The supine and cowardly response of Patton and cadre to the Murray fiasco and assault against Alison Stanger (“war on women”, anyone?) was a low point.

    The later, hopelessly craven, “statement of policy” indicated the community wants a deeper hole.

    Well, now you have it.

    Given the statements of Ms. Robinson, it is apparent some people are digging deeper yet.

  8. The Alumni on October 20th, 2017 1:51 pm

    The embarrassment and idiocy rolls on. Please continue to talk down to and about those who earn an hourly wage. It shows the elitist sophomoric bias that has made that once glorious college on the hill a national embarrassment. You worry about inclusion. We do not think it means what you think it means.

  9. Robert Curr '95 on October 31st, 2017 3:08 pm

    Middlebury finds itself in deep discord and disagreement both within and without.

    I personally stand with the brave students who stood up to the college commons being usurped to give further voice to an individual who maligns certain sub-sections of the campus population and who had already been allowed to speak on campus.

    I also condemn the anonymous defacing of the Middlebury campus.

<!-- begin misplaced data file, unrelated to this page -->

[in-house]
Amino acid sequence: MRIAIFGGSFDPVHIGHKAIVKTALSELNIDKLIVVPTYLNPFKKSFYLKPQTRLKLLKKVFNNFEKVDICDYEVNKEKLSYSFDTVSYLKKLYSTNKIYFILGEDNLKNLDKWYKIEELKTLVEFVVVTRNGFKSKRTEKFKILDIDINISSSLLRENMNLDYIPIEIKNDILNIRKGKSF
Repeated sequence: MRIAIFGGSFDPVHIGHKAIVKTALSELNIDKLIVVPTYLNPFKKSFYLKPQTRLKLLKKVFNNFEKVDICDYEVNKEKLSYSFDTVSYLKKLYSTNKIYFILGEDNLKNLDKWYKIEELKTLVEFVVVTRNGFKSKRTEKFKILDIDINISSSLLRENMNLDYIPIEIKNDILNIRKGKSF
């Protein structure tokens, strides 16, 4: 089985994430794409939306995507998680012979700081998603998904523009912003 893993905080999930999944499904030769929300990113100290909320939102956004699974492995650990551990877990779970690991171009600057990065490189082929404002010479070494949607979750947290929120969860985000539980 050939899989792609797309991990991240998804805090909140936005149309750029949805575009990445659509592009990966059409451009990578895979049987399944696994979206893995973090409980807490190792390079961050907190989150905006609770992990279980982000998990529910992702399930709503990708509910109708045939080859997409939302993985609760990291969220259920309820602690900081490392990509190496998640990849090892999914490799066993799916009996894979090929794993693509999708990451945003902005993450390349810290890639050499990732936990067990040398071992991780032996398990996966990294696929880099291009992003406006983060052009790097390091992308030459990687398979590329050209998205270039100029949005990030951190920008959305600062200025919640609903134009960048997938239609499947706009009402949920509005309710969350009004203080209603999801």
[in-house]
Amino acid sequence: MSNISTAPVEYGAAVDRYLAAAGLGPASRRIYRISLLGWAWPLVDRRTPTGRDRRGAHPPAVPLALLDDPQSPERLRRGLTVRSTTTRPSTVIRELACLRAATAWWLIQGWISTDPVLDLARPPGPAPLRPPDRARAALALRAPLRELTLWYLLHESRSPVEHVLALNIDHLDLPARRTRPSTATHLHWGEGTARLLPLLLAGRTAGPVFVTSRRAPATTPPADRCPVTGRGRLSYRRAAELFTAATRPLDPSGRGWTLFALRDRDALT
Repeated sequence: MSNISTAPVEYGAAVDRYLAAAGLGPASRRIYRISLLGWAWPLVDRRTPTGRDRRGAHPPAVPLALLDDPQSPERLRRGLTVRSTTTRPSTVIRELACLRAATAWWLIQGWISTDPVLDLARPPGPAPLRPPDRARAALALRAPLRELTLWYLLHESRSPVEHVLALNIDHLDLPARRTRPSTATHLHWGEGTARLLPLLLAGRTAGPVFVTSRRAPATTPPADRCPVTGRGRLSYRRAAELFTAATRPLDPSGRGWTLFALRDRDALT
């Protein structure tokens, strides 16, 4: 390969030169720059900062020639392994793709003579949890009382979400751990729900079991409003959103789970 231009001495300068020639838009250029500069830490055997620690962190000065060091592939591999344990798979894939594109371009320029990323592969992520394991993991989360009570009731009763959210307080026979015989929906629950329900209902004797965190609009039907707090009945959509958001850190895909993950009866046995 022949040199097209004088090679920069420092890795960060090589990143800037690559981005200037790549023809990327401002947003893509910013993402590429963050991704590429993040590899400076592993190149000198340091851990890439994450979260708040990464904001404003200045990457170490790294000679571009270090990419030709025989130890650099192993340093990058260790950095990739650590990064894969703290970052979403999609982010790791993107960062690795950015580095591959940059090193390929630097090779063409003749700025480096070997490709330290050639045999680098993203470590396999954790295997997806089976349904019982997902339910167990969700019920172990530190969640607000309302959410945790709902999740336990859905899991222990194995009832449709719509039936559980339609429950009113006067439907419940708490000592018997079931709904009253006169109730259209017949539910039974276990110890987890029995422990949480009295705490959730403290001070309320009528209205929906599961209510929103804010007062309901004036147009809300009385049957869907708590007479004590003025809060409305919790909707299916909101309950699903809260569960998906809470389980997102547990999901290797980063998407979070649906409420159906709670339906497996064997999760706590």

That said, there are intermediary measures to be taken that might move us all in a positive direction.

    Here, I point to anonymous sniping and trolling of the campus newspaper.

    I’ve specifically chosen to respond here as a response to an entity that refers to itself as “The Alumni”.

    “The Alumni” has been holding court here for some months without challenge.

    And who is he/are they? One thing is for certain: “The Alumni” is not THE Alumni.

    The Alumni speaking for me gives me a very bad taste in my mouth.

    The Alumni, had it any convictions to stand behind, could identify itself and face the justice students who opposed the Murray lecture faced with honor.

    The Alumni may be a student and not an alumnus.

    The Alumni may have never even attended Middlebury.

    Whatever the case might be, the Campus newspaper ought not be a pace for randoms to hold court.

    Moreover, there are oodles of anonymous places on the net where you can name yourself Flamebait and anonymously spew to your heart’s desire.

    Enough.

    End this.

    Have people who’d like to offer their thoughts register and be a known quantity.